Despite the higher upfront costs, saltwater pools should save you more money in the long run. The biggest expense is the saltwater generator which can cost around $1,400-2,000, not including installation fees.
Seems expensive initially, but the savings are to be had in the cost of chemicals. Generators can last anywhere from 3-7 years before it needs to be replaced. You can expect to spend only $20-30 for the whole season to maintain a saltwater pool.
Chlorine pool owners must buy pool chemicals on a regular basis, saltwater pools owners don’t, and over time this will translate into savings. For comparison, chemicals for chlorinated pools cost about $50-60 dollars a month (variable depending on your pool size), or several hundred a season.
That said, this still doesn’t tell the whole story. Occasionally, saltwater generators can malfunction long before its normal lifespan. Saltwater generators are too complicated for a layperson to fix on their own, so they will have to call a technician which can cost a few hundred dollars.
In spite of this, saltwater pools are likely to still be more cost-effective than chlorine pools, especially the longer you own it.
Disadvantages of salt water pools
Higher upfront cost
Piggybacking off the previous point, saltwater pools are more expensive in upfront costs. Assuming you are just converting your chlorine pool to a saltwater pool, you still need to spend approximately $2,000 to buy the saltwater generator and have it installed.
Maintenance is easier, requiring less chemicals, so in the long run this is a moot point. However, if you are not taking good care of your saltwater pool and the generator breaks really early, then you might end up spending thousands of dollars and not getting a lot of value out of it.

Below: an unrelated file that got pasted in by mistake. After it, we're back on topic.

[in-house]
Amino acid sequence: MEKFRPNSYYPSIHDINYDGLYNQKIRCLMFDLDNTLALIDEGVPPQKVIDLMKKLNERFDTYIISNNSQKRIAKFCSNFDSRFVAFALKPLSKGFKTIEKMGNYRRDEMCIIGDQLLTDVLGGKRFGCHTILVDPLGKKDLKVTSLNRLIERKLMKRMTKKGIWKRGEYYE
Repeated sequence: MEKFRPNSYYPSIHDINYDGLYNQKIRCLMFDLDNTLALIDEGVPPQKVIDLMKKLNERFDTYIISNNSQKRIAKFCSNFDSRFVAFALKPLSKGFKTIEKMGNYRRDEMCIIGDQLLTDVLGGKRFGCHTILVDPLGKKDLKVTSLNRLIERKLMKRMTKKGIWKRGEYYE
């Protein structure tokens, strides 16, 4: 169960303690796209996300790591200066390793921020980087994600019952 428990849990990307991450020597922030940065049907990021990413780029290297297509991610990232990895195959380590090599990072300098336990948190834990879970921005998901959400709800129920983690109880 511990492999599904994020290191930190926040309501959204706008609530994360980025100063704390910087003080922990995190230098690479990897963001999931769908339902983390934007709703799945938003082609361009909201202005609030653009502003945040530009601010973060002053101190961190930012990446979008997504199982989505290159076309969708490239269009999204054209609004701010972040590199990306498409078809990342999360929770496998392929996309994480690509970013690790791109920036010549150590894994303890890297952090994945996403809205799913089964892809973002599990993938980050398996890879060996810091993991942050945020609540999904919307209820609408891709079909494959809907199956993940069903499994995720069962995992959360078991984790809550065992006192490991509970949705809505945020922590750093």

While saltwater pools are very safe to humans, they can wreak havoc on your decking if saltwater frequently splashes out. Be wary of anything in or near the pool. Salt can corrode metal objects, most commonly ladders, heaters, metal chairs, and more.
Be careful with what you wear into the pool as well. Any watches, jewelry, or electronics are in extreme danger of getting damaged by the pool water.
Saltwater pools can deter you from installing heaters, fixtures, underwater lights, or some types of masonry or liners that are susceptible to corrosion.
The main advantages of owning a saltwater pool are its ease of maintenance, lower annual costs, and the fact that it does not cause any health problems like skin irritation or asthma.
The health benefits of saltwater pools alone are worth switching over for. People who swim in chlorine pools have to contend with dry skin and hair and respiratory issues. It is not uncommon for people with allergies to sneeze, cough, or have issues breathing.
Competitive swimmers often need to take medications and keep an inhaler close by just to deal with the side effects of chlorine. You can avoid this problem by swimming in a saltwater pool instead.
With that said, saltwater pools aren’t perfect. They have a high initial cost, and it would take years before you save money. However, even if the math works out to be slightly more expensive, I’d say the health benefits alone are worth the cost.
However, while saltwater pools don’t harm humans, they sure can harm any metal objects nearby. Be wary of heaters, lights, chairs, ladders, and so on. Even though the salt concentration of a saltwater pool is ten times less than the ocean, it is still enough to corrode metals.